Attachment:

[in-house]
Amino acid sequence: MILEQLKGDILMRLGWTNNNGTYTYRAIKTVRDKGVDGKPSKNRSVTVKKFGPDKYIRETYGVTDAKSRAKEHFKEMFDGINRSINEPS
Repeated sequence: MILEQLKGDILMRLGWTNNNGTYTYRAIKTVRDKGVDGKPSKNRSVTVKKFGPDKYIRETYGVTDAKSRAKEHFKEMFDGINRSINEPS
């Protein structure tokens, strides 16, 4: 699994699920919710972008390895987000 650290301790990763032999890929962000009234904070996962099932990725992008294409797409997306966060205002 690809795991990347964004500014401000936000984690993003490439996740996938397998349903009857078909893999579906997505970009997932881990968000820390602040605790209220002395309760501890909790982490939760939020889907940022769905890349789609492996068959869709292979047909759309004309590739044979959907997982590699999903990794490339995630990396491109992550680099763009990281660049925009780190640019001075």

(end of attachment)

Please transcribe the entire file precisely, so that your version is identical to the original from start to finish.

[in-house]
Amino acid sequence: MILEQLKGDILMRLGWTNNNGTYTYRAIKTVRDKGVDGKPSKNRSVTVKKFGPDKYIRETYGVTDAKSRAKEHFKEMFDGINRSINEPS
Repeated sequence: MILEQLKGDILMRLGWTNNNGTYTYRAIKTVRDKGVDGKPSKNRSVTVKKFGPDKYIRETYGVTDAKSRAKEHFKEMFDGINRSINEPS
């Protein structure tokens, strides 16, 4: 699994699920919710972008390895987000 650290301790990763032999890929962000009234904070996962099932990725992008294409797409997306966060205002 690809795991990347964004500014401000936000984690993003490439996740996938397998349903009857078909893999579906997505970009997932881990968000820390602040605790209220002395309760501890909790982490939760939020889907940022769905890349789609492996068959869709292979047909759309004309590739044979959907997982590699999903990794490339995630990396491109992550680099763009990281660049925009780190640019001075």